The second approach is the Not-Conservative-Enough position, the dogged belief that W. failed because he was too liberal, and that only a more extreme ideological rigor can make things work. This is the conservatism-hasn't-failed-it's-never-been-tried line of attack, embodied in different ways by Ted Cruz, Rand Paul, and Ben Carson. (Religious-right types Huckabee and Santorum may count, too.) As many people have noticed, this is analogous to the Goldwater approach in 1964, when Goldwater was part of the few Republicans who rejected the post-FDR policy consensus.

It's also worth noticing the preponderance of candidates who only emerged after Bush II left office. Cruz, Paul, and Rubio were only elected to national office in the Obama Administration, which absolves them all from any responsibility for the mistakes of the Bush years.

Finally, there is the Trump approach, which gets around a legacy of failed-but-never-renounced policies by having no policies at all. Trump moves the entire question to the levels of personality and fantasy. (His only concrete policy proposal, the impregnable southern border wall patrolled by various orcs, trolls, and Nazgul, is strictly on the level of fantasy.) Trump's active refusal to detail any policies is a feature and not a bug for his voters. He allows them to get around the question of what to do by taking actual plans out of the discussion entirely. He offers instead the fantasy of a strong, magically potent leader who makes things happen through the force of will. You don't need policies! You just need the Leader! It's gonna be huge!

Sooner or later, the Republican Party will have to come to Earth and adopt policies that actually work in the real world. It may take a number of electoral drubbings to make that happen. It may take electoral success followed by a disastrous return to failed policies, a second try that finally discredits those policies for good but at the cost of doing serious damage to the country. Or the party itself might go through some painful upheaval or realignment. But the longer it takes, the worse the consequences will be. The longer you deny painful reality, the harder you pretend that things are working when they're not, the worse it gets. It is remarkable that the GOP has hung on this long, this hard. And it's already unhealthy for the country. It's only going to get worse.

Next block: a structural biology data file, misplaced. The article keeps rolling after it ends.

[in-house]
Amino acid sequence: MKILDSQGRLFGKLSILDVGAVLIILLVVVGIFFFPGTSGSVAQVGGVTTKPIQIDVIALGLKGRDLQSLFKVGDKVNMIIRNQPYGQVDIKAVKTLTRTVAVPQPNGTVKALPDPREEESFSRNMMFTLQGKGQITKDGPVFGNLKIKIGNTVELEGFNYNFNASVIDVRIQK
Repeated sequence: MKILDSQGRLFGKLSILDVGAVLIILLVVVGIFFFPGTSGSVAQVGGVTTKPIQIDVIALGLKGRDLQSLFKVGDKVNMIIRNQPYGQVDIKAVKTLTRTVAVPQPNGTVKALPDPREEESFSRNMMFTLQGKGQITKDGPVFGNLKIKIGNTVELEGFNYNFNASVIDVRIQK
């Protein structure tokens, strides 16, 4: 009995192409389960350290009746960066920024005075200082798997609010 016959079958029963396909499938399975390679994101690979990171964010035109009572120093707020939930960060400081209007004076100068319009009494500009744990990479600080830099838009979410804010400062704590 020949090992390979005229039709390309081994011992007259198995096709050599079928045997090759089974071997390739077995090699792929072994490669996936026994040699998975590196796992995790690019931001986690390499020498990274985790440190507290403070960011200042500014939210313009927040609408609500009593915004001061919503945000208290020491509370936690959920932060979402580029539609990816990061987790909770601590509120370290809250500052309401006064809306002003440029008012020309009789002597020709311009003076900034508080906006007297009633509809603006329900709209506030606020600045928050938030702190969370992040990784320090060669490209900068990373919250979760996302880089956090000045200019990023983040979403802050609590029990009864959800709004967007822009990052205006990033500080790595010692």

And here's where the media takes its share of the blame. The media has in many ways abetted the GOP's campaign against reality, through its reflexive "even-handedness" and its related refusal to cover policy, as opposed to politics. The media is so afraid of being called biased that it has largely shied away from admitting what is manifestly clear. Bush drove this country off this road into a ditch, but the media feels that saying so would be partisan, so it waffles about whether or not an upside-down car in a culvert has been safely parked.

Consider, for example, the "Obama's Katrina" meme, which has asked, repeatedly and erroneously, if a particular problem is "Obama's Katrina." That takes for granted, as some axiomatic rule, that if a president of one party makes a disastrous error that his successor in the other party will of course make a completely comparable error. That is obviously nonsense. "Is this FDR's stock market crash?" would be a stupid question, as would "Is this Carter's Watergate?" The "Obama's Katrina" meme isn't fair to Obama, but it's even less fair to George W. Bush, because it denies what is truly exceptional about him.

And after all, admitting the failures of Bush's policies would mean admitting the media's own failures, and the way it abetted him politically through its ersatz neutrality. Admitting how bad the Bush Administration failed would mean admitting how major newspapers failed to cover the run-up to the Iraq War, and how those newspapers got used to funnel false information to the public. It would mean admitting how the press cheer-led for Bush, and how it failed to vet his qualifications in the 2000 elections. Reckoning with the failures of the last decade will require major institutional change, change that will be terribly painful, both in the Republican Party and in the major media. Neither institution is willing to face that necessary pain yet. So both will continue to suffer, and so will we.

cross-posted from, and all comments welcome at, Dagblog